JAYA Bachchan wants rapists to be lynched publicly. In doing so she wants to take the struggling Indian democracy closer to Saudi Arabia, where a bloodthirsty Muhammad Saad al-Beshi gets his children to clean his sword after beheading people in public squares. A closer example comes from parts of Pakistan and Afghanistan where women accused of bringing ‘dishonour’ on their families, are often shot, according to customs that are beyond the ken of the country’s law courts.
Evidence shows that rape breathes and thrives in the acid air of patriarchy. The four-term parliamentarian might look at her own party’s approach with women. Was it not Mulayam Singh, head of her Samajwadi Party who famously said “boys will be boys” after men of his own caste were named in a rape case in Uttar Pradesh? “Are we going to hang them?” he had fumed. Mulayam has staunchly opposed political consensus to increase the presence of women in parliament.
Rather than suggesting bad remedies to arrest what can only be called an epidemic of sexual violence in India Ms Bachchan could look at the evidence that in societies where male dominance eases, the incidence of sexual violence abates, not completely but substantially.
Remember how W.C. Bonnerjee went berserk when the British, responding to the death of a child bride on her nuptial night, raised the age of consent to a grudging 12 years from 10. Nationwide protests ensured that patriarchy continued to rule the country.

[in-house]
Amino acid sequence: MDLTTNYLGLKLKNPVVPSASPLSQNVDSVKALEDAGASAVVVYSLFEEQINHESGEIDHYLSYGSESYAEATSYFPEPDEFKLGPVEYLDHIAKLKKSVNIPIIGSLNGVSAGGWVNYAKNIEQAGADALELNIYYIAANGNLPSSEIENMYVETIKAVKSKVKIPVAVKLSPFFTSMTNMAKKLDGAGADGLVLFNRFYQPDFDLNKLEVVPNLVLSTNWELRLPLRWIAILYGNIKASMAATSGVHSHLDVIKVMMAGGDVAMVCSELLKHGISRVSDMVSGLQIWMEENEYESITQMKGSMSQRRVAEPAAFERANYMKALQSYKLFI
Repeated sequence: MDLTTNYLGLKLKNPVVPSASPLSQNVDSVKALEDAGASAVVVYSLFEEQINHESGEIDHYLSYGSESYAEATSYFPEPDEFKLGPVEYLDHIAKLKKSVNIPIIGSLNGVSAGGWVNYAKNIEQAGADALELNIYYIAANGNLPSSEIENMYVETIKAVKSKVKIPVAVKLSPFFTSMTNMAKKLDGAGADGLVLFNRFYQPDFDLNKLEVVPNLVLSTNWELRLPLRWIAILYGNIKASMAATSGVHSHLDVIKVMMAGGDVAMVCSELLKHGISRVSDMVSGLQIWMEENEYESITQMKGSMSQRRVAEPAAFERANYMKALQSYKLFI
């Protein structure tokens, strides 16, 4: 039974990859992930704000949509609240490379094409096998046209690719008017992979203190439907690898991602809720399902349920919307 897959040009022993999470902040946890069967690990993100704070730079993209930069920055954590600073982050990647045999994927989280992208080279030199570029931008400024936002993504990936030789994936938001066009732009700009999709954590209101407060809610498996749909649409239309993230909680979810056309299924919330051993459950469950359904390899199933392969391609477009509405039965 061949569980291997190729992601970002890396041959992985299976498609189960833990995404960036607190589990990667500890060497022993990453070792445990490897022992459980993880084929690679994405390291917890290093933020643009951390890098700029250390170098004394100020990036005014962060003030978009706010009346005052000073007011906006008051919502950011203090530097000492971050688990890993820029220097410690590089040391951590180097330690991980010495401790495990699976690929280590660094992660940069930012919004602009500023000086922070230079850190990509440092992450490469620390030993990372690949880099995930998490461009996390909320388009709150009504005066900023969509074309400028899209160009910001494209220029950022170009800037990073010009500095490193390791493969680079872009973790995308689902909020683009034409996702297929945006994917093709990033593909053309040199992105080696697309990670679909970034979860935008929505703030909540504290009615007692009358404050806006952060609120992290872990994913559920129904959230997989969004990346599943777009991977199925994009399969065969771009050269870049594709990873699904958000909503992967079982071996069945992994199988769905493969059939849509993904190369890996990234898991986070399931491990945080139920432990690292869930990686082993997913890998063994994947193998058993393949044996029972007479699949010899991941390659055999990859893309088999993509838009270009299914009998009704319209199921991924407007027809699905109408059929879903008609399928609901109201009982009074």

Ms Bachchan could look at the evidence that in societies where male dominance eases, the incidence of sexual violence abates.
Historically, there’s little difference between the approaches to the malaise across diverse cultures. The uncertain story of Lucretia’s rape in Roman tradition has turned into a real and frequent occurrence in today’s South Asia. Accused of causing her own rape by a prince, Lucretia committed suicide, as often transpires in our region with sickening regularity. A young woman was kidnapped from Karachi’s busy street the other day. Instead of joining the search, online trolls strove to shame her for ‘bringing it upon herself’. Have we ever heard the parent of a boy telling the neighbourhood girl: ‘Don’t go out this late because my son could be on the prowl?’
Shades of patriarchy can appear deceptively benign at times. There is a much-revered Hindu godman who aired his unsolicited opinion that a woman who was sexually assaulted and murdered in Delhi would not have been harmed had she pleaded with her tormentors, calling them her brothers instead of fighting back. Asaram Bapu, however, failed his own test and is currently lodged in prison for rape. Another godman wanted for sexually exploiting his students has escaped to a distant country where he has reportedly announced the world’s first Hindu rashtra.